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Tuesday, April 14, 2009

New York City gallery crawl, Part I

Nothing defines our time like the phrase "culture of excess," and there's nothing like a trip to New York City to put excess in the forefront of your mind.
New York has too much of just about everything (except maybe open space), and that includes art galleries to choose from. This is overabundantly clear in Chelsea, where it seems every storefront, former garage, factory building and hole in the ground is filled with art.

Wandering around there for a few hours on a recent visit, I thought a plan of attack might have its merits, but found pretty quickly that a nearly random approach was probably as good a way as any to cope with the overwhelming sensation of too-muchness. It's like being in a grand bazaar, where everywhere you turn there are tantalizing choices - you just make a decision and trust that what you got was as good as the stuff you missed, and anyway, what else can you do?

So my friend Ron and I started at a place that has terrific architecture and blue chip art. Jim Kempner Fine Art features a sculpture garden behind a high, solid steel wall and a tri-level gallery space inside. The work shown was priced up to $700,000 (that would be Robert Indiana's crassly commercial Hope sculpture at right). I saw little that I really liked, however, and sensed an unmistakable atmosphere of pure desperation at the gallery- after all, this is post-meltdown New York.

Our next stop was similarly posh, though a more welcoming space, and it was filled with name artists, including Warhol, Basquiat, Lewitt, Arman and other dead people. Apart from the Lewitt, it left me with a morbid sensation of impending doom - so I declared an instant moratorium on anything that wasn't from a living artist, and preferably not so damn overpriced.

Immediately, things got better. Bruce Silverstein provided a nice palate cleanser in the form of a three-part photo show, by E.O. Hoppe, Andre Kertesz, and Cloud 9, which presents nine cloud pictures by Alfred Stieglitz, Imogen Cunningham, and Edward Weston. Despite the unmistakable deadness of all the artists, it was a fresh presentation of dazzling black-and-white images, especially those by Kertesz. It runs through April 25.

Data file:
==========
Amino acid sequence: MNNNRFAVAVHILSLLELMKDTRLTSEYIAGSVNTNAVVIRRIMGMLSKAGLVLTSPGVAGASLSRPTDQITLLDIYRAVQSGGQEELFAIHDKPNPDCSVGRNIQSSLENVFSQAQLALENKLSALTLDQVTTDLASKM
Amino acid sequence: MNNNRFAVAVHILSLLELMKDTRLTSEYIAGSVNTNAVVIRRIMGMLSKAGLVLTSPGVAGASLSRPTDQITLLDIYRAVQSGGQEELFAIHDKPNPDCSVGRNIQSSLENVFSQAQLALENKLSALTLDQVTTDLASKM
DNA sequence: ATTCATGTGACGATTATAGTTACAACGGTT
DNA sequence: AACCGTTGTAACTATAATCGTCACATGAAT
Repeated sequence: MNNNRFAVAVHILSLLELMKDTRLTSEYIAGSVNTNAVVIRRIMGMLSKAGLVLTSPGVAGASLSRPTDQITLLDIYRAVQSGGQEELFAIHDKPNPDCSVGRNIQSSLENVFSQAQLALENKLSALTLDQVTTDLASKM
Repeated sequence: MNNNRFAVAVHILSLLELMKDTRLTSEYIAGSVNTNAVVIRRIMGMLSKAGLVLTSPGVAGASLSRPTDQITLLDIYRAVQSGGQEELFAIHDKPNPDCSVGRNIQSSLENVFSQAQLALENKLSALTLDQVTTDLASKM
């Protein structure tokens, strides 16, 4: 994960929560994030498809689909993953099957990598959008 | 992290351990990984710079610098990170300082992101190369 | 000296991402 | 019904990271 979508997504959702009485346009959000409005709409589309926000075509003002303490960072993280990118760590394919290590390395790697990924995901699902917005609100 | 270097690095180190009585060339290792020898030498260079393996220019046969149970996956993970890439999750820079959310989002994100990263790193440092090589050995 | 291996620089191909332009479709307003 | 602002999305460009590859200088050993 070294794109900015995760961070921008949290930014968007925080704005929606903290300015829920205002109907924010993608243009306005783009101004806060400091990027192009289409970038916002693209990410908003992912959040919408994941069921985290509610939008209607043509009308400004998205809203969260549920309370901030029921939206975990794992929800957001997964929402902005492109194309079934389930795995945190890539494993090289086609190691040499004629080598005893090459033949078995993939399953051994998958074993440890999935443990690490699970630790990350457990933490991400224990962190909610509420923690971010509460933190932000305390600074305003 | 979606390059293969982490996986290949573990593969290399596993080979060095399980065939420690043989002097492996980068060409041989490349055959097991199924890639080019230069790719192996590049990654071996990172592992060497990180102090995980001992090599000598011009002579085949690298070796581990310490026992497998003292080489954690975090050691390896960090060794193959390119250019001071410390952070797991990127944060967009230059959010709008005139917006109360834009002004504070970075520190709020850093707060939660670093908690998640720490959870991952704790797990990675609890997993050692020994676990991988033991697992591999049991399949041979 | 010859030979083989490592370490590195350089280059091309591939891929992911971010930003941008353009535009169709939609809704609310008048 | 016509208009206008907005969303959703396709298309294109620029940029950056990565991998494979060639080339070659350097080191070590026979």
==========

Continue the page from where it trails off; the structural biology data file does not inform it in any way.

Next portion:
We next stopped in at Paul Kasmin Gallery , where a group of very brightly striped paintings (see left) by one of those Young Brits we're always hearing about was on view. Ian Davenport will be showing there through May 2 and is worth a look if you like that sort of thing. The paintings left me somewhat cold, but the young gallerina's smile was so warm it made my day.

With a new bounce in my step, it was on to more down-to-earth settings and stylings. A John Waters solo photography exhibition at Marianne Boesky had all the humor and grunge of his films; and in the gallery's project room were some really sensitive portraits by Kaye Donachie, which were somehow still campy enough to hang with Waters. Nice place.

Right nearby was an installation at Gladstone Gallery by a Polish artist named Miroslaw Balka that was inspired by, and just about as pleasant as, the Holocaust. I sort of wish I'd given that one a miss.

But what happiness to have not missed the fantastic installation just down the block by Tony Oursler at Metro Pictures, though I am sorry to have to report that it ended on Saturday.

Oursler is well known for making video projections on three-dimensional objects to create a new kind of sculpture; sound often adds a creepy and/or humorous element to his work. The three-room installation at Metro had a walk-through forest of tree-sized burning cigarettes (that also burned backwards - unburned?), a huge, talking five-dollar bill, and tiny houses with running theatrical/domestic dramas projected into them, along with quite a few other pieces both large and small. All of it was pretty damn brilliant.

Next up was a purposeful stroll to Yossi Milo Gallery, one of the best contemporary photography galleries anywhere and a must-see for shooters like Ron and me. We were not disappointed - the current exhibition by Myoung Ho Lee, titled Tree, is a wonderful series of tree portraits, created on-site by suspending a huge canvas backdrop behind the tree and then shooting it within but isolated from its surroundings.

Lee uses impeccable large-format color photo technique, and then applies equally sophisticated digital skills to remove from the image the visible traces of the bars and cables that hold the canvas. the resulting pictures are fictional, or illusionistic, but also touchingly real.

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